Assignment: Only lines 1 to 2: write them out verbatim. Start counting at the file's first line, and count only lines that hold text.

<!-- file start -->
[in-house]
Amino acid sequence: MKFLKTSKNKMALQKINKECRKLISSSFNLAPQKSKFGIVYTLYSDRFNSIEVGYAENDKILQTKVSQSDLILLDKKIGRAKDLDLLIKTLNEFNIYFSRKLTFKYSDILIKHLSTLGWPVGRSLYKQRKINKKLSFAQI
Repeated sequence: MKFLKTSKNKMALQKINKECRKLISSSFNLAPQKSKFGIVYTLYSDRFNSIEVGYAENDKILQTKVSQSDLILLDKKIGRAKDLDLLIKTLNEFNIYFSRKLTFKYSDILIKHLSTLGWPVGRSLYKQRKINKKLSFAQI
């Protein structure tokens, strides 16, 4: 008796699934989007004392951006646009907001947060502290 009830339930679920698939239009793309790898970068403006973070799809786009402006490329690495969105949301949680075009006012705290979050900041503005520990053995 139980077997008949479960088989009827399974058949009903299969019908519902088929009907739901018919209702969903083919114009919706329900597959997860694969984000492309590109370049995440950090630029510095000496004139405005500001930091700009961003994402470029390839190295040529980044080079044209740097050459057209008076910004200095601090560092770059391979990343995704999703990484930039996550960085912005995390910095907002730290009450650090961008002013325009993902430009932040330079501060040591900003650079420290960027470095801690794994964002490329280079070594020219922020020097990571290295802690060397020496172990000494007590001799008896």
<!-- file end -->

[in-house]
Amino acid sequence: MKFLKTSKNKMALQKINKECRKLISSSFNLAPQKSKFGIVYTLYSDRFNSIEVGYAENDKILQTKVSQSDLILLDKKIGRAKDLDLLIKTLNEFNIYFSRKLTFKYSDILIKHLSTLGWPVGRSLYKQRKINKKLSFAQI